maximum floating life from your latex balloons. 



Hi-Float will keep balloons flying for 3-5 days and Super Hi-Float will keep
them flying for 5-7 days.  So doing your balloons the night before is
positively no problem.    We do find, however, that the balloons do come down
about 8-10 percent (probably due to the drying time needed for the Hi-Float
inside the balloon), so be sure to fill them full.

Another trick we have learned is to pre-inflate your balloons with air,
deflate them, and then put your Super Hi-Float in them and re-inflate them
with the helium.  The pre-inflation process stretches the balloons so they
will inflate larger and float longer.  


Pre-inflating does help balloons float even longer because they have been
stretched and can hold more helium.  However, this method is really only
necessary if you are inflating pearlized or metallic colored balloons (which
do not blow up as large as regular colors) or unusually shaped balloons, such
as Geo Doughnuts and Blossoms.  I preinflate the balloon to its full size with
air, let the air out, and then I treat as I normally would with SUPER HI-FLOAT
and inflate with helium.

You might want to try testing a couple balloons in your shop.  You could blow
up one as you usually do, and then another that you have prestretched and see
what kind of a difference you get in the floating life.  Of course, if you
want to increase the floating life of your balloons an easier way would be to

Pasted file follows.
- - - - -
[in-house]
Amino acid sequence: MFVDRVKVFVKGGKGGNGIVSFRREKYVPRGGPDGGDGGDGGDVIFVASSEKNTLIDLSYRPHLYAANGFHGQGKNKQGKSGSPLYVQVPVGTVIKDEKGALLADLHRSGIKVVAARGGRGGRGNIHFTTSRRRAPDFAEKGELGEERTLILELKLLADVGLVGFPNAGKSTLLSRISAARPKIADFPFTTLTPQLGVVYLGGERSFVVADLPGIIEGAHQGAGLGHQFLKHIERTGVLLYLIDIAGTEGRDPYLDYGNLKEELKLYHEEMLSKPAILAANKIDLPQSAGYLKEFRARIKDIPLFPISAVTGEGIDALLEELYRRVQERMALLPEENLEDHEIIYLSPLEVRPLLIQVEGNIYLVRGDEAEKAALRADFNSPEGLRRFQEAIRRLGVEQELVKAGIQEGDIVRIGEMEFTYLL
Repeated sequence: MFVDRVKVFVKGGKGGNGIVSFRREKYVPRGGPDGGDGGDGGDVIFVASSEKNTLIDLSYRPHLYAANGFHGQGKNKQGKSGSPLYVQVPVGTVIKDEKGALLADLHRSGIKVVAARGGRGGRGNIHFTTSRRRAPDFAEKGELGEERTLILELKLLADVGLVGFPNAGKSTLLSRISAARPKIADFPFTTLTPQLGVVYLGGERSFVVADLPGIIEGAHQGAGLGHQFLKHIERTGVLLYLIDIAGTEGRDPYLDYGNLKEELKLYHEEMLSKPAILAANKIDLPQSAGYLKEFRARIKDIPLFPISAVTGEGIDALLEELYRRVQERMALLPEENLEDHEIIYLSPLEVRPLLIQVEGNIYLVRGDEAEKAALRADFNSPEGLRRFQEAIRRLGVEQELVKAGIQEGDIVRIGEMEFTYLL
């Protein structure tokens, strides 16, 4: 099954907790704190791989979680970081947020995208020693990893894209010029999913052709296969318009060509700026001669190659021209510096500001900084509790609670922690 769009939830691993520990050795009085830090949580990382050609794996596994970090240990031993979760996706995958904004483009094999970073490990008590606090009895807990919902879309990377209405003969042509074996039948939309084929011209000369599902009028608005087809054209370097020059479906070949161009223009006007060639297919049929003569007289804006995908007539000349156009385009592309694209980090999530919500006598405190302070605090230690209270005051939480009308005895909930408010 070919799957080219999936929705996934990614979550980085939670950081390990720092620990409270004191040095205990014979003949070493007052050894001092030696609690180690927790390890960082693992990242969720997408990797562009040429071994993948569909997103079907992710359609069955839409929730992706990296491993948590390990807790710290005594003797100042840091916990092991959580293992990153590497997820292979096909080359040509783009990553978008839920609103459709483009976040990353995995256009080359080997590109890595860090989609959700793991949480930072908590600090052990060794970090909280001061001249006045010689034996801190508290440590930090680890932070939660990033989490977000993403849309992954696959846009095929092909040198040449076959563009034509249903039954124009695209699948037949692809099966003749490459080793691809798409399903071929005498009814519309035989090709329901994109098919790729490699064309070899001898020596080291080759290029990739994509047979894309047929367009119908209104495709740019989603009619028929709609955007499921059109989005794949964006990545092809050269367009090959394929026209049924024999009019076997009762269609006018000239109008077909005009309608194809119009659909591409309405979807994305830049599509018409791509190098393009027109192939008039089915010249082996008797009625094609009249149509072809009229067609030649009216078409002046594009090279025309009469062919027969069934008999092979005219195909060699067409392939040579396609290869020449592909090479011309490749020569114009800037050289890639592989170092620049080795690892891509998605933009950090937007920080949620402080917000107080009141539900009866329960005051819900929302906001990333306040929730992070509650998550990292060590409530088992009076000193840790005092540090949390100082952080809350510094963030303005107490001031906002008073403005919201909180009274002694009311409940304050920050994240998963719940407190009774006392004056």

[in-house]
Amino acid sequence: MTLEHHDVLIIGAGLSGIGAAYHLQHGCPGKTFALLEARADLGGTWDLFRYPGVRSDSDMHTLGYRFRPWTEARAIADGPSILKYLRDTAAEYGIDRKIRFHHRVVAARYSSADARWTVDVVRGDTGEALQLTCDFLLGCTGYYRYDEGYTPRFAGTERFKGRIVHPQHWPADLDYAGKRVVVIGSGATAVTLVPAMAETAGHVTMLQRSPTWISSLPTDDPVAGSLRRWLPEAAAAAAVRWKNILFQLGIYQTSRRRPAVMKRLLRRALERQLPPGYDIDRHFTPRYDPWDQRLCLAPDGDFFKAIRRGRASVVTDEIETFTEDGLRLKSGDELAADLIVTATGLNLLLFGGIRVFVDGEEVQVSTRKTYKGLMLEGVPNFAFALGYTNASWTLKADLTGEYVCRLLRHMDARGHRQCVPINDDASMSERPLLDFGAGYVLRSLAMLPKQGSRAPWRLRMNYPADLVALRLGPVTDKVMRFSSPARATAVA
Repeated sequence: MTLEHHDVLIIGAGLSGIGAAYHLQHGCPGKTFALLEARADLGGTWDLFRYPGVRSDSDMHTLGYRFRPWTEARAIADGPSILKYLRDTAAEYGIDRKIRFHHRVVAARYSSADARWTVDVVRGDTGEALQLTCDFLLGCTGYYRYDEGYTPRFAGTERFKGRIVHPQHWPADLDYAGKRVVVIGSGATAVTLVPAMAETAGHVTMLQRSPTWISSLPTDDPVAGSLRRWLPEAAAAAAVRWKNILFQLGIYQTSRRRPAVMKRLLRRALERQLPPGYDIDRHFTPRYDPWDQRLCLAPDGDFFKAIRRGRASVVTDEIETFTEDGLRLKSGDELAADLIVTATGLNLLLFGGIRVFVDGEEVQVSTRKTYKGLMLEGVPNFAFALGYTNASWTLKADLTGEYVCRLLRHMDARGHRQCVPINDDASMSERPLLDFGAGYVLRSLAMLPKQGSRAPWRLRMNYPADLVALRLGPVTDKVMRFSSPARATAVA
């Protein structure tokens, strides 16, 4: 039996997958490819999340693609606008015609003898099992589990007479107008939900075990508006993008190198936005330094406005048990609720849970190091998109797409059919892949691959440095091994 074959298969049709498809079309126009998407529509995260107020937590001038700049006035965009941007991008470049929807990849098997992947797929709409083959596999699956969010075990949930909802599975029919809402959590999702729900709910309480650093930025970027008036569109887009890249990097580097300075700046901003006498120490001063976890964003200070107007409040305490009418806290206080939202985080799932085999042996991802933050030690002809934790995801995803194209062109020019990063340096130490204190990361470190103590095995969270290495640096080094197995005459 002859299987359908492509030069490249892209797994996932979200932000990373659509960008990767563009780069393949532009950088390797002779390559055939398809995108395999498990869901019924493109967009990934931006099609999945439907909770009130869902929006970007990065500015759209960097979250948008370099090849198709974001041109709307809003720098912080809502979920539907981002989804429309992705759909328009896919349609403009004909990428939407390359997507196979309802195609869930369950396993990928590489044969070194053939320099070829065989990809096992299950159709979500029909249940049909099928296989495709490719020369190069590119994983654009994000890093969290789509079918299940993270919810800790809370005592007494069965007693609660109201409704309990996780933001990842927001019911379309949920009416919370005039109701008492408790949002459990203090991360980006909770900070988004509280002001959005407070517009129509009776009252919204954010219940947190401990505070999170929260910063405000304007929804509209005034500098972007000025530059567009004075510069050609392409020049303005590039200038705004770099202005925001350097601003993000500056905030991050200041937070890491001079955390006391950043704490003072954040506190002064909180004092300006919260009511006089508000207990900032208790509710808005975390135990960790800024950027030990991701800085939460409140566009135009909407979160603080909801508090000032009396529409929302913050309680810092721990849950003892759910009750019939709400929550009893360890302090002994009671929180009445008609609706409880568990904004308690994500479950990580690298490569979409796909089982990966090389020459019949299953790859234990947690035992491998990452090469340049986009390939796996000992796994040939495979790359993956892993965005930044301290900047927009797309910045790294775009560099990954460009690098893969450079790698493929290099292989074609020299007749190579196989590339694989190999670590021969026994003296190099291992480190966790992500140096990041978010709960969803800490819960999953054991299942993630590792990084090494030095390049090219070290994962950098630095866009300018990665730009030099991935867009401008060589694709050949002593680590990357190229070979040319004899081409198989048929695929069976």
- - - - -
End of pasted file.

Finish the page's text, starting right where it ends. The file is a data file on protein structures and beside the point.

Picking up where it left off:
use the next larger size balloon - it would accomplish the same thing
(allowing you to put in more helium).


HF
11" balloons sized to only 9" would have definitely 
less float time than 16" downsized to 14".


16 inch or 3 foot round balloons can have up to 2 weeks of float time.

I have some 11" balloons that I just took down today and they have been up for 2
weeks.  They were still floating but there was some shrinkage so I decided to
replace them.

I have some leftover printed balloons floating around my apartment.  
They were treated and inflated in the morning 6 days ago.  
Out of 20, I still have 5 on the ceiling.



SHF
If used in 260's, it makes them last for months. 

2 weeks ago today, we inflated 14" latex, augmented with Super Hi-Float.
As of this morning at 8:45 am, the 14" Super Hi-Float coated latex is STILL 
floating.  Granted, it's about the size of an 11" balloon, has virtually no 
lift and has been in an air conditioned area, but the fact remains that it is 
still floating.





ARTISTIC APPLICATIONS OF HI FLOAT
The best reason to use High Float though is to create
internal effects with confetti/glitter. My favorite trick I
read years ago in Image magazine was a to do spider web INSIDE a
clear latex 16" balloon-complete with spider.  Everyone
wondered how it was done at the time.

You inflate the prepared balloon-sans plastic spider-with air
and allow it to dry. Then deflate the balloon and
pull/stretch it 1-3 times.  Reinflate SLOWLY with helium and
add the spider afterwards - if you do it before re-inflation